“Our mission is to provide, promote and preserve the advancement of Professional Indian Rodeo by empowering families, youth and communities through positive role modeling, educational opportunities, competition, culture and tradition.”

23 - 27 October 2018
Las Vegas, Nevada


Founded in 1976, the Indian National Finals Rodeo (INFR), sanctions almost 700 rodeos a year. Throughout the year, the INFR  gives competitors the chance to win over one million dollars, and the chance to be crowned World Champion in Las Vegas. The INFR brings tribes from all over North America together, to take part in The Parade of Nations, and crown a world champion for each event. In 2018 Troy Tuni was runner-up to take the bull riding title. We’ll be following his progress throughout the year, to see him ride again in Las Vegas in 2019.


Native Americans have relied upon costume, art, and totems to distinguish themselves from European-dominated culture of the modern United States. Flags can be seen as a tool to instill pride in the hearts and minds of people too often forgotten by government.


Bull Riding is a kinetic explosion of brute force. Cowboys use a “bull rope” to fix one hand to the bull’s back to try and stay atop a tonne of heaving muscle for 8 seconds. Once done, the bull rider must release his hand to end the ride, avoid the bull and get safely out of the ring. Bucking bulls are viewed as athletes and are bred for their ability to leap, plunge and spin.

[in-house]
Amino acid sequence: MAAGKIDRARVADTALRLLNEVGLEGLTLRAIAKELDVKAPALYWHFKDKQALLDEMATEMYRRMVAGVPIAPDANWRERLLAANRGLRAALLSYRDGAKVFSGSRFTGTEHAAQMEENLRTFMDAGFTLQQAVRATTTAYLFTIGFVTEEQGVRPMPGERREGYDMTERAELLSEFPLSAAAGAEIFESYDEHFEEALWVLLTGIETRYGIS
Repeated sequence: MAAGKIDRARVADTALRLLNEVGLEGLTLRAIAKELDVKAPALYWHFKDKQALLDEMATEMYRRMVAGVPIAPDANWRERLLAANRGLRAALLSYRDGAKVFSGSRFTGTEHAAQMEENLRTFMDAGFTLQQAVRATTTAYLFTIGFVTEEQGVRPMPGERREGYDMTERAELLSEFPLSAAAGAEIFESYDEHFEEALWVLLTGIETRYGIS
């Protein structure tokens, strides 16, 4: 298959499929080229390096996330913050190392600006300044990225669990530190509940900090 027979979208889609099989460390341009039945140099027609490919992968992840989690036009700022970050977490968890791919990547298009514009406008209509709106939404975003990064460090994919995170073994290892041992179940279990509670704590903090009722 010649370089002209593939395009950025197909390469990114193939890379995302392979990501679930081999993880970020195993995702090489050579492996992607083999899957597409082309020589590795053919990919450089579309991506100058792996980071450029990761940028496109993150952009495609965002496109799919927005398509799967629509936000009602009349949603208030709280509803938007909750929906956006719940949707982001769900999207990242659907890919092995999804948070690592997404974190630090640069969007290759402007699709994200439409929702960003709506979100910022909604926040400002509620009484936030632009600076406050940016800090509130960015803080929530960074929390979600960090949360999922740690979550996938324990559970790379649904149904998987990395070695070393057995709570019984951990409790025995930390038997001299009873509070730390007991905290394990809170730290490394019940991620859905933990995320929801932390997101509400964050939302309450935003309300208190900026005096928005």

Bareback Bronc is cowboy versus horse for 8 seconds, or as long as the cowboy can hold on - with the cowboy keeping his feet above the horse’s shoulder for the whole of the first jump. Saddle Bronc is similar to bareback but with a saddle - with extra opportunities to lose points if a foot slips out of a stirrup, or dropping the braided rein. Both cowboy and horse score points. A horse who bucks in a spectacular and effective manner will score more points.